Get It Write, the Perseverance Press Authors' Blog, December 26, 2011. Reprinted with permission of the author.
Janet LaPierre was born in Iowa, educated in Arizona, and settled in Berkeley, CA, to marry, raise two daughters, and read novels, mostly mystery novels. She is the author of ten published mystery novels and nine short stories, and has been nominated for the Anthony, Macavity, and Shamus Awards.
LaPierre’s novels are set not in Berkeley but in northern California’s far-away, sparsely-populated places like the fog-bound Mendocino coast and the fictional town of Port Silva, based on the real Fort Bragg; or the forested mountains of Trinity County and the actual town of Weaverville.
The LaPierre novels came to be called the Port Silva Mysteries. Crimes in these stories are not “organized,” but deeply personal, and maintaining the peace in the small towns and the surrounding areas is the work not just of police officers and sheriff’s deputies, but of watchful and sometimes organized citizens.
Janet LaPierre: How Much Blood on the Page?
Mine was a family of readers, and my mother’s term for the books that made up quite a lot of our casual reading was “murder mysteries.” Today those novels are more often called simply mysteries, or detective novels or cozies or suspense or thrillers; but the fact is that virtually all involve a murder, or two, or six. Walk into a big library or bookstore and ask for the mystery section, and you will find shelf after shelf of books in which someone (or some group of someones) is killing (or planning to kill) someone else.
Clearly the U.S. reading public has had a longstanding interest in crime and crime fiction. From Conan Doyle and Agatha Christie to Ian Rankin and John Harvey and P. D. James, from Tony Hillerman, Scott Turow, Sue Grafton and Michael Connelly and on to straight writers like Kate Atkinson and John Banville who double in crime novels, the reader can expect suspense, and danger, and sometimes bloody murder. But she will also find also good, complex stories and characters and often fine writing. These books not only entertain us, they inspire the writers among us who are not yet household names to keep working.
But now we have also the Scandinavians. They arrived here quietly a number of years ago with the Maj Sjöwall and Per Wahlöö series from Sweden, which was chilly but good, with some humor as well as suspense. The Laughing Policemen won an Edgar Best Novel award in 1971, and was made into a movie. Sjöwall and Wahlöö, a married couple, produced ten books in this Martin Beck series, which ended when Per Wahlöö died in 1975. I’d read all of them, with great pleasure.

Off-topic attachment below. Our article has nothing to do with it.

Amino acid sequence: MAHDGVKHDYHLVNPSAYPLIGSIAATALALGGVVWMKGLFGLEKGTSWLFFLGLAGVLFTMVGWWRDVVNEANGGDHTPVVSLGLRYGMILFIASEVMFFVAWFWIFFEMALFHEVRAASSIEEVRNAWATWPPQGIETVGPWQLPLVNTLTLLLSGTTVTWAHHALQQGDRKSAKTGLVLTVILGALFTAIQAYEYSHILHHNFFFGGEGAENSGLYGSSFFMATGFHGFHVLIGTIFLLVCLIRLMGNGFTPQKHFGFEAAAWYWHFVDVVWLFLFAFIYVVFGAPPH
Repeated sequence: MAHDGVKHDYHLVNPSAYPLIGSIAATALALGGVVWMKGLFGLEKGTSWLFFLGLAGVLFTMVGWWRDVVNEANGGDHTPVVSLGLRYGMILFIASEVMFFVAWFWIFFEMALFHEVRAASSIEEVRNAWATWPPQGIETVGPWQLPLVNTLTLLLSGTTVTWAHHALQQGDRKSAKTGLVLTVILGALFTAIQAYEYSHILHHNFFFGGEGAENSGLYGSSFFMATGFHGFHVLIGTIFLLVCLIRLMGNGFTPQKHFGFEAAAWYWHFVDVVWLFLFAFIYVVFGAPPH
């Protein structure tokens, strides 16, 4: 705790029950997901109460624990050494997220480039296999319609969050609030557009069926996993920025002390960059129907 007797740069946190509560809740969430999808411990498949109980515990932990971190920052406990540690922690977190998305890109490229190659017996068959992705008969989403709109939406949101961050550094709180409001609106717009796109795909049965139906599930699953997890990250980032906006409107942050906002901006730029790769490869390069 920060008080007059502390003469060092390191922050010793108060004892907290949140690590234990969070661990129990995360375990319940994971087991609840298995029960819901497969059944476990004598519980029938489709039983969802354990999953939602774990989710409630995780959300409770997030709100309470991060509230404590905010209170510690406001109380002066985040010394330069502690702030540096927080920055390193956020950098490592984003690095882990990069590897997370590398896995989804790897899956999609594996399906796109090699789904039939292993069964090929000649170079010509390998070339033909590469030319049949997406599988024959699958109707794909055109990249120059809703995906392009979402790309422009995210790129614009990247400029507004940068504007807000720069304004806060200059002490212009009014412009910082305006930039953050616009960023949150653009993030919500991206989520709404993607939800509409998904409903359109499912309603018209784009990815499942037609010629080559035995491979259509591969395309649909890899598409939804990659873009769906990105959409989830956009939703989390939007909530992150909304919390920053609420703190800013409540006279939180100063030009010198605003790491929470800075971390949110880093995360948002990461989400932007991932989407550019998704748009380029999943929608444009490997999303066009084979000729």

The works of the writers who followed Sjöwall and Wahlöö much later, like Henning Mankell and Håkan Nesser–and probably Jo Nesbø, whom I have not yet read—are grim, and meant to be. The Washington Times says of Woman With a Birthmark, “Nesser has written a fascinating study in the psychology of personal suffering.” Oh, good. And in Mankell’s The Fifth Woman, Swedish Inspector Kurt Wallander is working on two murders, that of a man impaled on sharpened bamboo poles in a ditch and the other of a man strangled and tied to a tree. These deaths are linked somehow to the murder of four nuns and an unidentified fifth woman in an African convent.
Although I didn’t love these books, I can say that they were well-written and suspenseful. The current block-buster from Sweden, The Girl With the Dragon Tattoo, is indeed suspenseful, in fact terrifying, but not well-written nor particularly well-constructed. It does, however, have a fascinating main character, the girl named Lisbeth Salander; reviews of both the Swedish and the new American movie of the story make that clear. Those reviews don’t say much about the truly awful multi-victim crimes, committed over a long period of years and still on-going, that Salander and the writer who employs her investigate. And I don’t intend to say anything about them, either; some of you may not have read the book and I wouldn’t want to spoil it for you.
I have the second book in the series, but for some reason have not gotten around to reading it yet. In fact, I’m a bit troubled by a sense that the mind-set of these books could become more prevalent in the mystery field. A very good friend of mine, a constant reader of all kinds of mysteries, recently picked up a new novel by a writer whose three earlier books she had enjoyed, and set it quickly aside as too nasty. Subsequently I ran into serious trouble with two new mysteries, one by a Brit and the other by a pair of Finns. Both these books dealt with the new-to-me subject of baby-farming, which involves a midwife’s being well paid to deliver the baby of an unmarried woman who doesn’t want her baby, but is assured by the midwife that a good home will be found for the child. In the story set in early twentieth-century Britain, the baby was most often simply killed and the body disposed of. In the present-time story, the new baby was indeed adopted, but a later sibling born to the now-married woman is stolen in brutal fashion for reasons that become clear only much later. I couldn’t finish the first of the pair, but I did gingerly flip through the second to find out whether my uncomfortable suspicion was true. It was.
And here’s a cheerful postscript to this screed. Turns out that P.D. James has a new book out, a book based on her favorite Jane Austen novel, Pride and Prejudice. I don’t know just what kind of story she’ll make with Mr. Darcy and Elizabeth Bennett, but I doubt that it will be grim or bloody. I can hardly wait to find out.
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